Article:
Rice, nori, and New York City spirit—think unusual ingredients and drink pairings. You can combine both for an innovative experience at the best sushi restaurants in New York. At these nine destinations, chopsticks and an open mind are required.
Jiro Dreams of Sushi star Chef Daisuke Nakazawa is behind this critic’s darling located in New York City and Washington D.C. The 20-course Edomae-style omakase at Sushi Nakazawa is one of the best in the city, thanks to daily changing domestic and international ingredients such as Japanese and California sea urchin, fatty tuna, and Dungeness crab.
Sushi Yasuda has been a staple of New York City’s sushi scene since opening in 1999. With a mix of different types of Japanese rice, two Japanese rice vinegars, and fresh fish from the Big Apple’s own backyard, the sushi here only appears straightforward. Yasuda’s traditional sushi and sashimi offerings have been hailed by multiple outlets, including Travel + Leisure, as some of the best sushi in America.
Hatsuhana Sushi Restaurant serves “Tokyo-style authenticity in Midtown.” Since opening in 1976, Hatsuhana has prided itself on its freshly ground wasabi, fish from around the globe, and centuries-old traditional methods brought over from Japan. Guests can experience all three when they order sushi like the simmered squash and salmon skin rolls, à la carte marbled fatty Bluefin and giant clam sashimi, and Hatsuhana’s signature Box of Dreams.
Shuko is not your average sushi restaurant. The omakase-only menu, created by Masa Columbus Circle alums Nick Kim and Jimmy Lau, features up to 27 courses, some of which include as many as 18 sushi pieces. Shuko’s sushi kaiseki experience, which comes with the option of adding wine, sake, and spirit pairings, costs $195.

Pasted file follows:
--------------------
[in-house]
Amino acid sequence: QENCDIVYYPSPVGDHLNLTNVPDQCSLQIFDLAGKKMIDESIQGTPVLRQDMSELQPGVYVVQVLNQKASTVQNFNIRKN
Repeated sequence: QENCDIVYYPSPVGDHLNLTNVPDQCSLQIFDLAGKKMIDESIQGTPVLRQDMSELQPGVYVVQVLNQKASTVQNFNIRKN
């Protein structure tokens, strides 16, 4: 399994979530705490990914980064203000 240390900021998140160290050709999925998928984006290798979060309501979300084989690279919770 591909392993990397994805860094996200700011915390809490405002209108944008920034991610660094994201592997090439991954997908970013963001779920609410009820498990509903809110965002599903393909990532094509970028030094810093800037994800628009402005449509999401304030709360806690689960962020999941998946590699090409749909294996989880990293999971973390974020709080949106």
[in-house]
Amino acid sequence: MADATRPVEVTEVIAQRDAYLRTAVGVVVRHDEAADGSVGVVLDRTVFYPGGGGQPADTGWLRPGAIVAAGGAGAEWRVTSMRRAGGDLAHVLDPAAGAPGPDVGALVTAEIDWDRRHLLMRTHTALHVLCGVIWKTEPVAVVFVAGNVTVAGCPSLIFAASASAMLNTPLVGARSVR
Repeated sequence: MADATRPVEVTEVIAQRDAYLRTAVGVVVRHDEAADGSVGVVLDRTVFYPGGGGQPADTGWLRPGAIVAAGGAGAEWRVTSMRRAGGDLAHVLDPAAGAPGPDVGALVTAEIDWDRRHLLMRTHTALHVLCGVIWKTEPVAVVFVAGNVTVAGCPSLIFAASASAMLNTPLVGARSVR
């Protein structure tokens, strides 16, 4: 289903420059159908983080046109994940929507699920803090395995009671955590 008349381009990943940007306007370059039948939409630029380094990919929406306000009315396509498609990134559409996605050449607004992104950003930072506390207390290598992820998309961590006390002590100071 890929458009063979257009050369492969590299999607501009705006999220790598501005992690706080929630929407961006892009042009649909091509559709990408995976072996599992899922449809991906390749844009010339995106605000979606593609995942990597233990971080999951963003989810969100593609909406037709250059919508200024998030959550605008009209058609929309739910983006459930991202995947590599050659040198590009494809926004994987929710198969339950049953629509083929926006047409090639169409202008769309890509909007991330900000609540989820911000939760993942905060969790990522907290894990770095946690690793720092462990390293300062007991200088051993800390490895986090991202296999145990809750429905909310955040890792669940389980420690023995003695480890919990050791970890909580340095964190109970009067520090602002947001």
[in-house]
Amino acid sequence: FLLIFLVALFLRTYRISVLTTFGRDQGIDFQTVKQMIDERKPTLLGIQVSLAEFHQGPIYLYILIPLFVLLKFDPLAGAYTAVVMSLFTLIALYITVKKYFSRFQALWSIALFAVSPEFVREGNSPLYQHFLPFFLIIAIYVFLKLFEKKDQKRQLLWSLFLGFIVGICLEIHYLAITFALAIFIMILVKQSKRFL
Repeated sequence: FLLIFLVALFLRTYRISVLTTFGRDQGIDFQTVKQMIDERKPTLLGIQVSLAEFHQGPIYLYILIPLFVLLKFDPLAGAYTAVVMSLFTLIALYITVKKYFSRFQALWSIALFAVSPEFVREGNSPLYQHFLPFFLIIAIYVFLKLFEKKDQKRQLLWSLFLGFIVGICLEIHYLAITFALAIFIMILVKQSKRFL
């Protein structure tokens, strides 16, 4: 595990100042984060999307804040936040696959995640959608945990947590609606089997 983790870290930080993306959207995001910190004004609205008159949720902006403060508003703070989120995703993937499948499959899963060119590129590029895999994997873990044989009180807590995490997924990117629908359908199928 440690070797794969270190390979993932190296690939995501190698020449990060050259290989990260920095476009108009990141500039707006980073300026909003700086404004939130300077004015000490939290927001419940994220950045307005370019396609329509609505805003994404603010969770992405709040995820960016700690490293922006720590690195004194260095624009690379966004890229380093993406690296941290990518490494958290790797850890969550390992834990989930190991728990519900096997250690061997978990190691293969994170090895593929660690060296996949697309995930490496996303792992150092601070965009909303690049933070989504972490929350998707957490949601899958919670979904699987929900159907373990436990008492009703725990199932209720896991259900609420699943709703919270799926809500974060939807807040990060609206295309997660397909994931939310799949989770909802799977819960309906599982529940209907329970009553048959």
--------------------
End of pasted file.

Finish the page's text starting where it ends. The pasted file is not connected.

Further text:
The food world’s “plant-based sushi movement” began at Beyond Sushi. At this vegan eatery, chefs treat local and seasonal produce with the same reverence that a sushi master has for fish. At its five Manhattan locations, Beyond Sushi offers rolls with mango, pickled jalapeño, black bean purée, and other unconventional ingredients. Tip: Don’t skimp on dipping sauces, such as the toasted cayenne and shiitake truffle.
At “The Original Hand Roll Bar,” freshly made hand rolls outshine the standard sets sushi-eaters may be used to. The signature snack at L.A.-import KazuNori presents familiar ingredients, including rice and nori, in a form nearly as fresh as its blue crab, lobster, and scallop stuffings. At $5.25 to $11, diners can afford to enjoy as many hand rolls as they can carry.
At the 21-year-old Sushi of Gari, every bite is perfection. The Upper East Side mainstay (today, Gari boasts six concepts across New York, Tokyo, and Los Angeles) pre-dresses each sushi piece with the perfect amount of sauce and toppings, including escargot herb butter, prosciutto, and white truffle oil.
Serious foodies will recognize this restaurant’s name from shows like Iron Chef and Iron Chef America, through which Masaharu Morimoto became a household name. At Morimoto, plates of deep-fried soft shell crab rolls and freshwater eel and Golden Big Eye Snapper sashimi captivate diners more than any screen could.
Take one look at the menu, and it’s easy to see why Sushi Seki has garnered a devoted following of New York City chefs, including Eric Ripert and Daniel Boulud. An extensive wine list and late closing time make it a popular go-to, but it’s the masterful sushi and sashimi, such as Snow Crab California rolls and raw mirugai, that has earned this mini-chain its cult status among cooks.